Hurricane Isaac made landfall last night as a category 1 storm on the vulnerable, low lying Gulf coastline of Louisiana – including New Orleans, 7 years to the day after Hurricane Katrina hit the same area.
Isaac has mean wind speeds of 80mph and higher gusts, with the added risk of triggering tornadoes in the surrounding areas, but flooding is the biggest threat.
Up to 20 inches of rain is expected to fall locally, and this combined with huge, dangerous battering waves and high tide will bring storm surge of anything up to 12ft above normal sea levels, leading to a huge impact from severe and extensive flooding.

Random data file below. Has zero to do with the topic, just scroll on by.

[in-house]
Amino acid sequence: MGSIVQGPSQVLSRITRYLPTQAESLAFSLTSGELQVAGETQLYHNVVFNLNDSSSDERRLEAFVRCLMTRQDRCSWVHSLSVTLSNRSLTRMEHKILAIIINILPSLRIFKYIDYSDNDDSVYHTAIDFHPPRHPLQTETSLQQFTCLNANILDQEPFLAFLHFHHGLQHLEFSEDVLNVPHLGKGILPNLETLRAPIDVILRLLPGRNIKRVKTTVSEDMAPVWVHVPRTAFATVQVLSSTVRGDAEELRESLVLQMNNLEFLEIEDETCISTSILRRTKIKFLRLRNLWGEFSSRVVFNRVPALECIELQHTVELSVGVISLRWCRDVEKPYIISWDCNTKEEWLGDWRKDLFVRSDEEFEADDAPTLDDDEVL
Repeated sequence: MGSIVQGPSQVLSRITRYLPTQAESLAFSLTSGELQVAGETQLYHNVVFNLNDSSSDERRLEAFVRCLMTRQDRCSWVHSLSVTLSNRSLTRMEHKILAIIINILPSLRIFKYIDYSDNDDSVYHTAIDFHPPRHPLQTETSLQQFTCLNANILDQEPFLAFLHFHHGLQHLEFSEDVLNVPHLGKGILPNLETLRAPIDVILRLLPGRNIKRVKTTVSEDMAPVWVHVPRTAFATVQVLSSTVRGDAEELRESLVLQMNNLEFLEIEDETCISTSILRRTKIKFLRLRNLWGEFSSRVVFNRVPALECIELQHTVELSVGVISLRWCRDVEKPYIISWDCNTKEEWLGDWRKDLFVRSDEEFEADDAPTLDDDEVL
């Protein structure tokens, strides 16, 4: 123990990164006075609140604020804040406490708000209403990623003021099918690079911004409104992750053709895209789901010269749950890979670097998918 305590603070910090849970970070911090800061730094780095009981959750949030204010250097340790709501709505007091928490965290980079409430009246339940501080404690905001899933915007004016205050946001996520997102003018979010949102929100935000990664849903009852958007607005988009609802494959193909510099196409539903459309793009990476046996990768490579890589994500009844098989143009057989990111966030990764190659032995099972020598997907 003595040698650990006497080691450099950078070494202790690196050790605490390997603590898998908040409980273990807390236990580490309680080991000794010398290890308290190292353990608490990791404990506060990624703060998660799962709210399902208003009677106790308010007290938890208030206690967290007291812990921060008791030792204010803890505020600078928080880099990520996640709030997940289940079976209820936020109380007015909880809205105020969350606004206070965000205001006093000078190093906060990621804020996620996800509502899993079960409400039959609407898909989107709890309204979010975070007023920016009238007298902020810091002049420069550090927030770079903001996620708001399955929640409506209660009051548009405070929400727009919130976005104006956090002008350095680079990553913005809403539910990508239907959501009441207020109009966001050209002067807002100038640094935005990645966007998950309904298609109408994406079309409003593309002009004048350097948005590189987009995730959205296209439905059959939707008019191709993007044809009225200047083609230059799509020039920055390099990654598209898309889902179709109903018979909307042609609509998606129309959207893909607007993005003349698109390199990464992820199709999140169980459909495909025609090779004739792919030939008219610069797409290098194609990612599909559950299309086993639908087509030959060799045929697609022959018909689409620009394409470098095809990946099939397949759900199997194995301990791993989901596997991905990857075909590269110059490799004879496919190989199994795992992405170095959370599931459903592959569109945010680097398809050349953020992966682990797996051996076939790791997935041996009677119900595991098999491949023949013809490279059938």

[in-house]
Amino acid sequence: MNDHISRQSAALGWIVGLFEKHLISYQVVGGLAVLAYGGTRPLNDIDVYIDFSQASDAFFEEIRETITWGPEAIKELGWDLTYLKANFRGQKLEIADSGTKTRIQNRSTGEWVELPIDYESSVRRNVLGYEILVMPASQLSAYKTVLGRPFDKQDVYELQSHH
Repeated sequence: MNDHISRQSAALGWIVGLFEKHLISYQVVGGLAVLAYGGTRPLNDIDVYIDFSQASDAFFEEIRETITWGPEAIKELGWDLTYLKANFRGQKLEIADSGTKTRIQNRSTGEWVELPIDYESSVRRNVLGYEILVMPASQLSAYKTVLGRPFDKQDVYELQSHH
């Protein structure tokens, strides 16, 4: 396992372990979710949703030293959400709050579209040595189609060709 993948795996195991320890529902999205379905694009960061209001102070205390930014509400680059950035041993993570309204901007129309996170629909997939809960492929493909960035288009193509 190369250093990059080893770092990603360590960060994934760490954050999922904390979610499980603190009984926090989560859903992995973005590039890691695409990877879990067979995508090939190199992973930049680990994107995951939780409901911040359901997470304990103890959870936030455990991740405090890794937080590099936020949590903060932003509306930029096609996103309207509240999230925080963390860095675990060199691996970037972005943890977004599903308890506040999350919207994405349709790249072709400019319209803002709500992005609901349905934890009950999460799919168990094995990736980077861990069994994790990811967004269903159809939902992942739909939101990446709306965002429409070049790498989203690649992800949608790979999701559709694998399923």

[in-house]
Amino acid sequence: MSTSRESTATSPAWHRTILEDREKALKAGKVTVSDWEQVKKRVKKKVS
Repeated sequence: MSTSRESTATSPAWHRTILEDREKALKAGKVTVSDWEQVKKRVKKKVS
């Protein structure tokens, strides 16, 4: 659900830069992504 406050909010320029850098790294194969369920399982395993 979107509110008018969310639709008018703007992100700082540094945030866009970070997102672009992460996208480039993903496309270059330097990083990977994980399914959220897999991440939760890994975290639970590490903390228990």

Katrina was (the most powerful) category 5 hurricane, before making landfall at a category 3 storm on the 29th August 2005. It was one of the costliest and most intense Atlantic hurricanes on record.
2005 was a remarkable, record breaking year. A record 28 tropical and subtropical storms formed, of which a record 15 became hurricanes. Of these, 7 strengthened into major hurricanes.
On average, two major hurricanes (category 3-5) strike the US every three years. In all categories, about five hurricanes make landfall every three years. On average, a hurricane of category 4 or higher only strikes once every six years.
Hurricane season runs from June to November- with September usually the most active month.